Home > Research > Publications & Outputs > Irregular Victims
View graph of relations

Irregular Victims: Investigating the Immigration Status Decisions of Post-NRM Victims of Human Trafficking, the Availability of Eligible Benefits and the Related Impact on Victims of Trafficking

Research output: Contribution to Journal/MagazineJournal articlepeer-review

<mark>Journal publication date</mark>31/12/2018
<mark>Journal</mark>Journal of Modern Slavery
Issue number2
Number of pages26
Pages (from-to)66-92
Publication StatusPublished
<mark>Original language</mark>English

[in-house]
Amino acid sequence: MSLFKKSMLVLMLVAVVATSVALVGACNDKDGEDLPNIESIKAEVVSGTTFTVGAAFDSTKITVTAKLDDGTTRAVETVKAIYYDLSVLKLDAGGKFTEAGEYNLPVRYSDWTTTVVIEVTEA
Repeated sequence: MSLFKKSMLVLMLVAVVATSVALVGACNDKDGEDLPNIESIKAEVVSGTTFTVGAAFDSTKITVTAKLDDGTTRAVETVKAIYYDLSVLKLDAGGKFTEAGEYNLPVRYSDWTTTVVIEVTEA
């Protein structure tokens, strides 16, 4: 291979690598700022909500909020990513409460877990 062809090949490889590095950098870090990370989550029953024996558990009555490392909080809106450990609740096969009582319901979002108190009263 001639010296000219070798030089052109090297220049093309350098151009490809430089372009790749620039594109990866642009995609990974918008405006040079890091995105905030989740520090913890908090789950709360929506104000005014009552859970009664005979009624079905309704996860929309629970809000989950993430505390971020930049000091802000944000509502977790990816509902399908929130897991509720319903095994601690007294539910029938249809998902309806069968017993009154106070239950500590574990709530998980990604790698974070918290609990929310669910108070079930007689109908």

Human trafficking is connected to migration as it often involves crossing international borders. This article argues that by failing to view the issue of human trafficking through the lens of migration, the current framework for assisting victims of human trafficking fails to ensure the protection of the individuals concerned. This article offers an innovative perspective by analysing the specific legal position of victims of human trafficking in the context of UK domestic law and international agreements, and tracing this to survivor experiences. The extent to which non-UK national survivors of human trafficking are able to access the rights that they are entitled to in the UK is explored, as well as what factors influence the accessibility of these rights. Utilising an interdisciplinary approach, encompassing scholarship of law and politics, this article inks a review of the current legal landscape relating to immigration status for trafficking victims with empirical work exploring the experiences of non-UK national trafficking.